Helen S. Rattray
Knowing I am Jewish, some people look at me askance when they see or hear me going overboard at Christmastime.
David E. Rattray
In the early days of the East Hampton settlement, then known as Maidstone, no fence surrounded the South End Burying Ground.
Jack Graves
A large sculpture across the street from my window reminds me of a pork chop, and pork chops remind me of foodstuffs which, while tasty, aren’t necessarily good for me.
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I came of age with Bob Dylan’s lyrics seeping into my 1960s consciousness, so it was no surprise that when I rented my first apartment on New York’s progressive Upper West Side that I used my somewhat meager nurse’s wages to buy a “big brass bed.” And what better sheets to make the polished old brass bed frame pop than red satin sheets? It hadn’t occurred to my 22-year-old self that the feel of sheets might be more significant than their visual appeal.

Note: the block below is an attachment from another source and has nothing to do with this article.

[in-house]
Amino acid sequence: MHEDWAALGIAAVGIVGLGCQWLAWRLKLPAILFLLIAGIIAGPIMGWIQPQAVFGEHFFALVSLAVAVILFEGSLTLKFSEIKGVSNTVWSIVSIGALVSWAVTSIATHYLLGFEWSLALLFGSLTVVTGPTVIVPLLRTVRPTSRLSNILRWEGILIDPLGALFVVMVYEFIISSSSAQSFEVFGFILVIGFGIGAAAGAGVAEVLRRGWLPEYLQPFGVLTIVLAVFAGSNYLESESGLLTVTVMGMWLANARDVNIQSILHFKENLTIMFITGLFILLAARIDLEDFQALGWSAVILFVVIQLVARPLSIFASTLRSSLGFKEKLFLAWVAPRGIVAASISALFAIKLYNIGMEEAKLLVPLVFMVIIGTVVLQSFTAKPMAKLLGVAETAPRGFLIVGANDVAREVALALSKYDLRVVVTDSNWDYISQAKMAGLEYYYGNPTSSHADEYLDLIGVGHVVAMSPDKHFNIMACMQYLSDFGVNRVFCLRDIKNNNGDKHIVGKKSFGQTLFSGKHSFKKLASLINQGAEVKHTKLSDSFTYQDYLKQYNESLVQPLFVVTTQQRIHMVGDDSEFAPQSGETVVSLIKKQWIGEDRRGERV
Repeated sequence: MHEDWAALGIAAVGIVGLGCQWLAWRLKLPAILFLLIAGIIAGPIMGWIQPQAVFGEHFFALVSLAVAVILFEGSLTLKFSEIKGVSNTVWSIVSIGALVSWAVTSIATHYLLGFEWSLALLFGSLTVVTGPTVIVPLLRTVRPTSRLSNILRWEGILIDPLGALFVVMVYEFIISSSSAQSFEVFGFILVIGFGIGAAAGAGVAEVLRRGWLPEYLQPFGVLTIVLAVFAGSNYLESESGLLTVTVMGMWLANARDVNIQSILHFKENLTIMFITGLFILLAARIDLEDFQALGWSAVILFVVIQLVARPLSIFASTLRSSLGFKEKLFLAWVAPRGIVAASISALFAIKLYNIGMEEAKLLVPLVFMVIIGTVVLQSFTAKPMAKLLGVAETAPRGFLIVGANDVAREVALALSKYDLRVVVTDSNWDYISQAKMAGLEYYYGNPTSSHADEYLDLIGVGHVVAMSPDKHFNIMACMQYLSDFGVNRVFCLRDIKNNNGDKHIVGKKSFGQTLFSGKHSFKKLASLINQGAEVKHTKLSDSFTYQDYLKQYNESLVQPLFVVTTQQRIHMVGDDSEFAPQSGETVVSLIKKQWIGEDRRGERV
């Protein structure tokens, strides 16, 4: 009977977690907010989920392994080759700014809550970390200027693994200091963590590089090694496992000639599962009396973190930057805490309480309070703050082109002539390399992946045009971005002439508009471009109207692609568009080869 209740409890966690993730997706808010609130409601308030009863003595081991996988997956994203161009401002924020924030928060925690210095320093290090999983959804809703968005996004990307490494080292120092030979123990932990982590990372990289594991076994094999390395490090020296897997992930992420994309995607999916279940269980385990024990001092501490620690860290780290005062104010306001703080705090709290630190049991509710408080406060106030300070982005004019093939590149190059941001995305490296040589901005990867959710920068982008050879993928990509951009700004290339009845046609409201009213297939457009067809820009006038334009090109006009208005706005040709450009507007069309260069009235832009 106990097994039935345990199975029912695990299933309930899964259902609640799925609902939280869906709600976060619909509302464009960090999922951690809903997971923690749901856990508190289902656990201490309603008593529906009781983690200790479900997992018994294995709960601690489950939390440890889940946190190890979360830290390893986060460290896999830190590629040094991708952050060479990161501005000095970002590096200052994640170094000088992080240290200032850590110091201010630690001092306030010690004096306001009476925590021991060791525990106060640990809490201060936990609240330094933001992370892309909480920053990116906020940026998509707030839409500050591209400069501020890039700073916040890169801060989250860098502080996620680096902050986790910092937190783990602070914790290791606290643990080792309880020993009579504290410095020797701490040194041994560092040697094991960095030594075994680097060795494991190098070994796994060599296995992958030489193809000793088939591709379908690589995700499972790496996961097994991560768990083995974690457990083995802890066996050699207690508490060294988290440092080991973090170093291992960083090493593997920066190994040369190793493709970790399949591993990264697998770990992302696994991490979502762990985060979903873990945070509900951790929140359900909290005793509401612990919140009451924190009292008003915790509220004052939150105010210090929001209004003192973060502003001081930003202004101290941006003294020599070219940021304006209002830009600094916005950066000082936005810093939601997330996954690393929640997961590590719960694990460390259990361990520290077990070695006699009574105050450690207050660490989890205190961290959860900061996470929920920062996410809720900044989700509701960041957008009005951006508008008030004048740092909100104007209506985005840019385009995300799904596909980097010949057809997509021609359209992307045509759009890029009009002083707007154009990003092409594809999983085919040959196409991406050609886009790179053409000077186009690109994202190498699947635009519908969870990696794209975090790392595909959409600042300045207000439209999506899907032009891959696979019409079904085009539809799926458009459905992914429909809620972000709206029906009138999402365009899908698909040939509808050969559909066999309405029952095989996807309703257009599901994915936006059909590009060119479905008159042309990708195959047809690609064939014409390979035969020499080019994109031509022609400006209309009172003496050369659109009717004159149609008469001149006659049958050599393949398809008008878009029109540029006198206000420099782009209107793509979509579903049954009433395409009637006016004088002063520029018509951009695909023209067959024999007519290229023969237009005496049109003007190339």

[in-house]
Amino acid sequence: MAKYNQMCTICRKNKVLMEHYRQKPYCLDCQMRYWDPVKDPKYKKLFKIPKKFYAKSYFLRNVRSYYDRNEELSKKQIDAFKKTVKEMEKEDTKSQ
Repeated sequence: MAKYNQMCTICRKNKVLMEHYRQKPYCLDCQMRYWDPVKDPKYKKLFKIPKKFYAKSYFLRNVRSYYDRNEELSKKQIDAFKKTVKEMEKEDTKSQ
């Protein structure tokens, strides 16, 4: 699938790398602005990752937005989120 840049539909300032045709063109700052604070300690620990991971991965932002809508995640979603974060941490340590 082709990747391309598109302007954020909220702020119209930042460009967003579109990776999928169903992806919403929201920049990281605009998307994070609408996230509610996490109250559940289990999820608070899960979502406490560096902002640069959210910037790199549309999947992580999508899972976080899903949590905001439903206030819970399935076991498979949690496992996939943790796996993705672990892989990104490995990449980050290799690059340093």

There is little argument that something should be done about wastewater in Montauk. The question is whether the $32.8 million initial project is the correct approach.
Two big — and very different — fund-raising efforts reach important junctures this month. In Sag Harbor, an $8 million goal that would enable a partnership to rebuild the burned movie house and turn it into a genuine arts hub is within reach.
The East Hampton Village Board has been looking at some quality of life issues as the new year approaches and as another booming summer season appears likely. One issue overdue for attention is the matter of permits for large private gatherings and special events.